AT LAST THE MONK MAKES AN APPEARANCE AT THE ADDISON
Signed American Oil O/C Winter Landscape Painting (<<< please click here to see it framed)
See Alfred Maurer: At the Vanguard of Modernism ending 7/31/2015 update below...
Exactly a year to the date, this agoraphobic winter germaphobe made another attempt to visit with the elusive: The Monk (1873) on exhibit at The Addison Gallery of American Art on the grounds of nearby Phillips Academy Andover.
This time it was not a gloomy New England day (see blog below dated March 8, 2013), but a glorious, sunny, balmy 48 degree day that brought New Englanders out in droves, some in bermuda shorts and eating ice cream no less, during a momentary reprieve from the multi feet snow days we have endured this winter.
Unable to wait and feast my eyes, after years of waiting to view the aforementioned George Inness's moody painting...the "Whistler - An American in London" exhibit downstairs was skipped for later viewing. The Monk was waiting!
The trip upstairs seemed to take forever. After the elevator doors opened, standing there in the hall, The Monk could be seen holding court on the far back wall. While standing there taking in the view from afar, it was as if Etta James suddenly strolled into my chochlea and began belting out: "At Last..."! Not being fully familiar with the lyrics, it was the first two words and the last few that made sense to me.
Thank you, thank you, thank you Dr. Allen, what a parting gift you left us all. While this was a thoroughly joyful visit, I was sorry to hear that he is no longer the Director at The Addison. What a loss for MA. He is now the VP at New York City's Historical Society Museum. Lucky NYC!
I was extremely fortunate to have sat in on a lecture of his two years ago, which "transported" me to the art lecture halls and gave me "a taste of what could have been", had a BFA been the choice instead of becoming a registered nurse so long ago. Although there are no regrets, as the natural sciences continue to hold my interest, an art degree program might have been a kinder way for me to pursue the business of art instead of the daily struggle of attempting to teach myself about painting...
BACK TO THE MONK: This painting is the reason the American painters of the 19th century became known to me. Without the benefit of a formal art education, the content of my self-learned body of art knowledge was woefully thin. After reading about this painter, his works, and those of his American predecessors and contemporaries, my quest was to learn more about our American painters. I have been "in love" with them since, foresaking all Europeans except for a handful of Romantics.
Although The Addison has owned The Monk since 1956, this is probably the first time in many years that he has been on exhibit for this length of time. Alas, although it was known to me that he was upstairs since September, my infrequent outings just made it impossible until this last week-end. Worth the wait.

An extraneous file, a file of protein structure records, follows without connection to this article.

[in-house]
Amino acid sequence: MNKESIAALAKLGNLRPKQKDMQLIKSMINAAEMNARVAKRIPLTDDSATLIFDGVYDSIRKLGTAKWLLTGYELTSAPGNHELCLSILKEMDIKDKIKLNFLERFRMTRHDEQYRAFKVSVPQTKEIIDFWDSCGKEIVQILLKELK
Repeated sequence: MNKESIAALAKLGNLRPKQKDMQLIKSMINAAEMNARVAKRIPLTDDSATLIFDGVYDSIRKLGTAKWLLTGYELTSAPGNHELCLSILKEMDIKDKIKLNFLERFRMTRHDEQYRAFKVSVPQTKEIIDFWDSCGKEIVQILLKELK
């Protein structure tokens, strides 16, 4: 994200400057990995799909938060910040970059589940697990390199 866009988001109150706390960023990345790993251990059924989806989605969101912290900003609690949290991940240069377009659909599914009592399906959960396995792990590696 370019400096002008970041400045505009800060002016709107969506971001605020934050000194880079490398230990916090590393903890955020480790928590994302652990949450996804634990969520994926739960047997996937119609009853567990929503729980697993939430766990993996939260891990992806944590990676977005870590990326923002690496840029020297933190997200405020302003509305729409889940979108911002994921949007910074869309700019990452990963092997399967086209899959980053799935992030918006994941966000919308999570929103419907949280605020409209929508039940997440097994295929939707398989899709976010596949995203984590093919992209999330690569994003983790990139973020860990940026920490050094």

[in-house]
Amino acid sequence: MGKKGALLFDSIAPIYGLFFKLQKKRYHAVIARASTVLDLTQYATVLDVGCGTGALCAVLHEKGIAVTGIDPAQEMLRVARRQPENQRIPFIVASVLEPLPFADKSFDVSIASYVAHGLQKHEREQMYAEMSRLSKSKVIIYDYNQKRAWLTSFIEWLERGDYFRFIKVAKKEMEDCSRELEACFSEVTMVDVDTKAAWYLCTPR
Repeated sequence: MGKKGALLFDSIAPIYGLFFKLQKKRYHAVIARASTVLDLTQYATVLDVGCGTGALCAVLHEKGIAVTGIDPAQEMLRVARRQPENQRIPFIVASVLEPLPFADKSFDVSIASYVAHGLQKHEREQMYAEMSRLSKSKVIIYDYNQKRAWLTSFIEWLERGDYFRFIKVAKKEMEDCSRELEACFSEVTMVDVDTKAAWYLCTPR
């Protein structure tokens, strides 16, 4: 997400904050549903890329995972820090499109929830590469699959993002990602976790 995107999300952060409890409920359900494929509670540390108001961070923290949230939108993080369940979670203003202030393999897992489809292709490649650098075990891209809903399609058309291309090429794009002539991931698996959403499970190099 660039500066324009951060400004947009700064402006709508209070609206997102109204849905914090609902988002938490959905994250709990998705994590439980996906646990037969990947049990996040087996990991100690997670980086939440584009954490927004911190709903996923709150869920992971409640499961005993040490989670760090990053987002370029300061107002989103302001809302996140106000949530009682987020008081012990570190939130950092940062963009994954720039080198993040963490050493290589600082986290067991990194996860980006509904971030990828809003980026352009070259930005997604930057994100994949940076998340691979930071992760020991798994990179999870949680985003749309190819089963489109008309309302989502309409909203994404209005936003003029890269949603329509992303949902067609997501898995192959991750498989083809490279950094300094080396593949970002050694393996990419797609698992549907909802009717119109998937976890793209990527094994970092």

This is a large oil painting that exudes emotion and is all "seelenvoll" in its depiction of a mysterious lone figure in a white robe amidst a dark green foreground that encompasses almost two thirds of the canvas. The dark umbrella shape trees, at the Italian Villa shown, seem to stand guard just in front of the fabulously warm, yellow, hopeful distance. Some could say, 'it is so darrrk'. Yes...but wait...beyond, the light awaits...
This juxataposition with the four other "light and dark" paintings on the same wall is spellbinding. Again, thank you Dr. Allen and curators.
To the left hangs another Inness tonalist painting titled The Coming Storm 1879, delicious warm greens, yellows and browns. Immediately to the left of it hangs the large Washington Allston's Italian Landscape (1805). This too depicting large dark green trees set instead against a dazzling display of white clouds and blue sky. Ohhh and then to the immediate right of the somber Monk, hangs the jubilant Alvan Fisher's Covered Wagons in the Rockies (1837) with the sublime peachy sky, the perfect balance as if yes, there is still something out there. To the right of that Alex Helwig Wyant's Landscape (1880).
What a bountiful balance of light and not so light, all assembled there to enlighten the visitor. On the wall to the left of those five fabulous paintings, thankfully Homer's The West Wind (1891) remains with the whitest white surf set against the dark dunes surrounding the waiting lady with the billowing skirt. It was all about "The light" in that gallery. While in another gallery R A Blakelock's (there is a sad tale) Sunsent Evening Silence (1892) for more light against darkness, as could be found in his paintings and personal life.